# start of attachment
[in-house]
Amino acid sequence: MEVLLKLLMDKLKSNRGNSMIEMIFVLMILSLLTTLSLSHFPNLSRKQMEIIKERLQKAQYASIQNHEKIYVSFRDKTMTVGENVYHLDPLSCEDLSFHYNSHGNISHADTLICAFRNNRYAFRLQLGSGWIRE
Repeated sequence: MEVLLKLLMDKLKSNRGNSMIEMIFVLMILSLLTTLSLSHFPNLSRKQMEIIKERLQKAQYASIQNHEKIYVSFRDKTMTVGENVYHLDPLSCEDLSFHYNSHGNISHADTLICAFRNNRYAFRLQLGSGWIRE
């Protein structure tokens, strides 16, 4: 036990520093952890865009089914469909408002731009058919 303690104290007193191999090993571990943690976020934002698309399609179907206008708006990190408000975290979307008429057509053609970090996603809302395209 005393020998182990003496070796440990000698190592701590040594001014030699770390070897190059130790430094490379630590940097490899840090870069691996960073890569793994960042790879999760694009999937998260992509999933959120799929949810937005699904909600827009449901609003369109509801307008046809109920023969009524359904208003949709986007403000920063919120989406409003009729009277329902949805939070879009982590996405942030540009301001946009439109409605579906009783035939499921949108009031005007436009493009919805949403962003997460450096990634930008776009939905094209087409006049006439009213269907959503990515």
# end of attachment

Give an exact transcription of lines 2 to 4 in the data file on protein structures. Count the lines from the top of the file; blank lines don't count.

Amino acid sequence: MEVLLKLLMDKLKSNRGNSMIEMIFVLMILSLLTTLSLSHFPNLSRKQMEIIKERLQKAQYASIQNHEKIYVSFRDKTMTVGENVYHLDPLSCEDLSFHYNSHGNISHADTLICAFRNNRYAFRLQLGSGWIRE
Repeated sequence: MEVLLKLLMDKLKSNRGNSMIEMIFVLMILSLLTTLSLSHFPNLSRKQMEIIKERLQKAQYASIQNHEKIYVSFRDKTMTVGENVYHLDPLSCEDLSFHYNSHGNISHADTLICAFRNNRYAFRLQLGSGWIRE
């Protein structure tokens, strides 16, 4: 036990520093952890865009089914469909408002731009058919 303690104290007193191999090993571990943690976020934002698309399609179907206008708006990190408000975290979307008429057509053609970090996603809302395209 005393020998182990003496070796440990000698190592701590040594001014030699770390070897190059130790430094490379630590940097490899840090870069691996960073890569793994960042790879999760694009999937998260992509999933959120799929949810937005699904909600827009449901609003369109509801307008046809109920023969009524359904208003949709986007403000920063919120989406409003009729009277329902949805939070879009982590996405942030540009301001946009439109409605579906009783035939499921949108009031005007436009493009919805949403962003997460450096990634930008776009939905094209087409006049006439009213269907959503990515």